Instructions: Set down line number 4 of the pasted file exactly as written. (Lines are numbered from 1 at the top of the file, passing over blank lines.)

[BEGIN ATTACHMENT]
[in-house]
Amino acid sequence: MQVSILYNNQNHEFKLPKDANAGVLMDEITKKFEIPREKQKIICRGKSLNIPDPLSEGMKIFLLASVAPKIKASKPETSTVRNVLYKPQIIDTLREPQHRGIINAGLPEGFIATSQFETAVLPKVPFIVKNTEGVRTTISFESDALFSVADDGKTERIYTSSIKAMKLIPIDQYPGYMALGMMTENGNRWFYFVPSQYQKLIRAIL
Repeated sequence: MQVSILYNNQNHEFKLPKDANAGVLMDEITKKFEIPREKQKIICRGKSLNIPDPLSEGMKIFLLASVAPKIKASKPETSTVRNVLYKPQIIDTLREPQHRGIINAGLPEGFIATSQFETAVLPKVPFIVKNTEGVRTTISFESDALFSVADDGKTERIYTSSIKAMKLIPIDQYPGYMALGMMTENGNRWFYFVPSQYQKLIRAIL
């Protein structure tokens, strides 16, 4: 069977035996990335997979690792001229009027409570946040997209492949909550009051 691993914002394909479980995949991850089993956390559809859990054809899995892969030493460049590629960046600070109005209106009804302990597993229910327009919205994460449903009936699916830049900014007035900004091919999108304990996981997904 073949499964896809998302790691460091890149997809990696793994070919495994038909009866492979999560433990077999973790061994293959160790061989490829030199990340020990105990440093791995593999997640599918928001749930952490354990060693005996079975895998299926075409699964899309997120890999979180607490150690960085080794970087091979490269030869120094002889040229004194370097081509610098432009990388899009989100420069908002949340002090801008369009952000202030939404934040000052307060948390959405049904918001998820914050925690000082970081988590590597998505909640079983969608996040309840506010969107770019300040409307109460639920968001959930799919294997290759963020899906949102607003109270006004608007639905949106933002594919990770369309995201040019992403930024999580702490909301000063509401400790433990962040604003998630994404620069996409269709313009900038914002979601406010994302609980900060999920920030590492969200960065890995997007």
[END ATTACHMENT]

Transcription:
């Protein structure tokens, strides 16, 4: 069977035996990335997979690792001229009027409570946040997209492949909550009051 691993914002394909479980995949991850089993956390559809859990054809899995892969030493460049590629960046600070109005209106009804302990597993229910327009919205994460449903009936699916830049900014007035900004091919999108304990996981997904 073949499964896809998302790691460091890149997809990696793994070919495994038909009866492979999560433990077999973790061994293959160790061989490829030199990340020990105990440093791995593999997640599918928001749930952490354990060693005996079975895998299926075409699964899309997120890999979180607490150690960085080794970087091979490269030869120094002889040229004194370097081509610098432009990388899009989100420069908002949340002090801008369009952000202030939404934040000052307060948390959405049904918001998820914050925690000082970081988590590597998505909640079983969608996040309840506010969107770019300040409307109460639920968001959930799919294997290759963020899906949102607003109270006004608007639905949106933002594919990770369309995201040019992403930024999580702490909301000063509401400790433990962040604003998630994404620069996409269709313009900038914002979601406010994302609980900060999920920030590492969200960065890995997007």